9 radical recommendations for your retirement portfolio
Reprinted courtesy of marketwatch.com.
To read the original article click here.
As I’ve written before, I think it’s unfortunate that so many investors are relatively lazy and willing to take the easy “mainstream” road as described and recommended by big, reputable companies like Vanguard and Fidelity.
After all, if the supposedly best brains in the business say you can meet your goals simply using a single fund, why not?
Why not indeed? I think the main “why not” is that when you do that you leave money — sometimes a lot of money — on the table. In other words, considering the amount of risk you are taking, you don’t get the return that could (and should) be yours.
How you get that return is by owning a handful of carefully chosen funds that give you the right ingredients for a hardworking portfolio.
The easy, mainstream alternative is a target-date retirement fund such as Vanguard Target Retirement 2060 VTTSX +0.19% (if you’re 40 or more years from retirement). Such a fund will relieve you of any burden of choosing asset classes and changing those choices as you get closer to retirement age.
That may give you peace of mind. But it won’t give you the full return you should have for your hard-earned savings. I hate to see young investors shortchange themselves, so today I’m outlining nine strategies that diverge from that mainstream approach. These “radical recommendations” are designed specifically for investors in their 20s and 30s.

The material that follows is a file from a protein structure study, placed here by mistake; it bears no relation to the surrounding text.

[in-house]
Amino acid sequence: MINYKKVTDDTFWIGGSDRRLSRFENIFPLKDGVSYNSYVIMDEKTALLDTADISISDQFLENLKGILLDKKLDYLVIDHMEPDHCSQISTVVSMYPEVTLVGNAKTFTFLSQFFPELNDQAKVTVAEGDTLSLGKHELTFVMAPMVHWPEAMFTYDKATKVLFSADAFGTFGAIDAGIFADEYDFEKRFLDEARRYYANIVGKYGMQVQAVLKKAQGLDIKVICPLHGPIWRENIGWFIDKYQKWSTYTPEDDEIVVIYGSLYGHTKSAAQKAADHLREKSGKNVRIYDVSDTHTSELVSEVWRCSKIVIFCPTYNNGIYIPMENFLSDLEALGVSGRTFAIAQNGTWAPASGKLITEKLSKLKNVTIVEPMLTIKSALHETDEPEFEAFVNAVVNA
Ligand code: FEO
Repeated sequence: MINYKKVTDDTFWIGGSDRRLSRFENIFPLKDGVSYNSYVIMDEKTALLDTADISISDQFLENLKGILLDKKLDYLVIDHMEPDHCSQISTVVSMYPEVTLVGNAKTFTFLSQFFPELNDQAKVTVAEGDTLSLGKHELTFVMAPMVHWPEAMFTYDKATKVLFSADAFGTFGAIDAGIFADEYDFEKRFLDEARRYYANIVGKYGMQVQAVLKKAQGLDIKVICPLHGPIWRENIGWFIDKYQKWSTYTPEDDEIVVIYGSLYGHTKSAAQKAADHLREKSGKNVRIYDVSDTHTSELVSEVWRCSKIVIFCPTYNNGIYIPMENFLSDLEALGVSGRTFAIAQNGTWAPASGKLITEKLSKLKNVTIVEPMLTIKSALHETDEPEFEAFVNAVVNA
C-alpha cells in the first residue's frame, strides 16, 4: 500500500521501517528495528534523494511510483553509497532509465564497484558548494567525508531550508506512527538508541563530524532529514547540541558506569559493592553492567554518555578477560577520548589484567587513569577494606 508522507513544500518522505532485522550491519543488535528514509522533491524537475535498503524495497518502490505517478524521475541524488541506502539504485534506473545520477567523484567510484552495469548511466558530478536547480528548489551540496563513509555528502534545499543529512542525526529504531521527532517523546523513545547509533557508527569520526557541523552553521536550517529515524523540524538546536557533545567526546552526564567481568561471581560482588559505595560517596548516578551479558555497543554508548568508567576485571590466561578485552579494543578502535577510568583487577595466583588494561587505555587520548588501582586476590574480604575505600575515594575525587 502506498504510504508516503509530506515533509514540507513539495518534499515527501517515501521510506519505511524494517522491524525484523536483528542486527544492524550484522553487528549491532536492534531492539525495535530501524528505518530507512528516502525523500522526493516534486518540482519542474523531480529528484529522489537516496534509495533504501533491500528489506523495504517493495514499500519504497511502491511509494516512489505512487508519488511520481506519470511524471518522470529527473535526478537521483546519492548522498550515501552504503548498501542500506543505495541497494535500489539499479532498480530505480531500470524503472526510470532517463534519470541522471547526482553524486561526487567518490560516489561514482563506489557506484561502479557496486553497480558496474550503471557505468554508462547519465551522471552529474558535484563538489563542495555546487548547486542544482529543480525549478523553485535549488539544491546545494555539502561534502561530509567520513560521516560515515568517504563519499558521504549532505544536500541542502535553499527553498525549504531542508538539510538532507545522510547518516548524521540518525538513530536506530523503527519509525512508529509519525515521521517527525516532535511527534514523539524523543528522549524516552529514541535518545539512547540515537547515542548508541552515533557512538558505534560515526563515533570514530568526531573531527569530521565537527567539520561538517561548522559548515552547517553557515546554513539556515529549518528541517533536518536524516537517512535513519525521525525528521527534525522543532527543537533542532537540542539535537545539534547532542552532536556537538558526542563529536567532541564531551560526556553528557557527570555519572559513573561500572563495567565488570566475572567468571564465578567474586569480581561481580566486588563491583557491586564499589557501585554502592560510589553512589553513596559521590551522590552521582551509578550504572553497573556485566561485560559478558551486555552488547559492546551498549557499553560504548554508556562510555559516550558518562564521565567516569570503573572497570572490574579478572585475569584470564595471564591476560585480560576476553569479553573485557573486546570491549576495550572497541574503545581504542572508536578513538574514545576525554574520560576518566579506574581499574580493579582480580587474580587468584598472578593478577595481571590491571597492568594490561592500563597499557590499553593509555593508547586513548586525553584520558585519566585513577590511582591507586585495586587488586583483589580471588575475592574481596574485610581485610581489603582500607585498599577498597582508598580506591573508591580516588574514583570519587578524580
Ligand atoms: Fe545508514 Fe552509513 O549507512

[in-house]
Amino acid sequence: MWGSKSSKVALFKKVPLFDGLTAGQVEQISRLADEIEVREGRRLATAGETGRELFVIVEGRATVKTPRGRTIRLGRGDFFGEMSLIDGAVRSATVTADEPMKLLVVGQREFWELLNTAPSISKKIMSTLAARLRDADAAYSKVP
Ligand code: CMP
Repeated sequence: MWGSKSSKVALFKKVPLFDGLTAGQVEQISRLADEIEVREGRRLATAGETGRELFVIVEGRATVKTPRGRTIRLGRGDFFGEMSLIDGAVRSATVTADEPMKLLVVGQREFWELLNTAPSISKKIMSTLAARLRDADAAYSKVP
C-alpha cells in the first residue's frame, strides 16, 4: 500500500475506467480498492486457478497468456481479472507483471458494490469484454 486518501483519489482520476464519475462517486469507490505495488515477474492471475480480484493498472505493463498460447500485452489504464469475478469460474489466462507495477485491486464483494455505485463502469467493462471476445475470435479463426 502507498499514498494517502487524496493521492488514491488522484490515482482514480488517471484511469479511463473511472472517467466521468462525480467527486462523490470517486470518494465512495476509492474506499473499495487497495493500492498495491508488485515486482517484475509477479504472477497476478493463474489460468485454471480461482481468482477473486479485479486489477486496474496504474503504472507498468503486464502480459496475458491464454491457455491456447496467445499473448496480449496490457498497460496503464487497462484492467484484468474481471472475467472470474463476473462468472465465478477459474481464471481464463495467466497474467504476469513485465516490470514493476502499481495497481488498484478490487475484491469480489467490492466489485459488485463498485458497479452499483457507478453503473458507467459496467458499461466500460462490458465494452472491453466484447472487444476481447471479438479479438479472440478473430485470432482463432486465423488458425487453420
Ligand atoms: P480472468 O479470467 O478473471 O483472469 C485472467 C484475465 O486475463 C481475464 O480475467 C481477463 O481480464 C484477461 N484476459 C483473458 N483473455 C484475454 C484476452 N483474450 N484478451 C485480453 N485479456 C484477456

(That said, some elements of these recommendations are likely to benefit investors of all ages.)
In the following list, I’m proposing ways that young investors have the highest probability of being able to retire early or retire comfortably (or both) and of getting the best possible return no matter what twists and turns the market takes. These suggestions aren’t made casually. Each one is based on lessons that have been taught by many years of history.
1: Skip the bond funds
Put all your money into equities for long-term growth. This should not be radical for young investors, but it certainly diverges from the mainstream model as reflected in target-date funds. Vanguard 2060, for example, contains 10% in bond funds. This isn’t enough to provide meaningful bear-market protection, but it’s enough to significantly reduce performance during bull markets like the one that we have been enjoying for nearly five years. I believe that investors give up about half a percentage point of long-term return for every 10% of their portfolios is in bonds.
2: Make a 20-year commitment to an all-equity portfolio
This sounds quite radical, but is it really so bold? From everything I know about the past, there has never been a 20-year period in which a well-diversified portfolio of bonds has had better performance than a well-diversified portfolio of stocks. This recommendation puts history on your side.
3: Invest half your money in value stocks
This may feel radical because it will make your portfolio different from the Standard & Poor’s 500 Index SPX +0.29% and most other popular benchmarks. Vanguard 2060 has only a third of its equity portfolio in value stocks. However, value is Warren Buffett’s favorite asset class. This recommendation puts Buffett on your side.
4: Invest half your money in broadly diversified small-cap stock funds
If you do this and then look at the details of the stocks you indirectly own, it will feel radical. You won’t recognize most of the company names. (Vanguard 2060 has less than 7% of its equity portfolio in small companies. But over long periods, small companies grow faster than large ones, and their stock performance reflects that. This recommendation puts long-term growth on your side.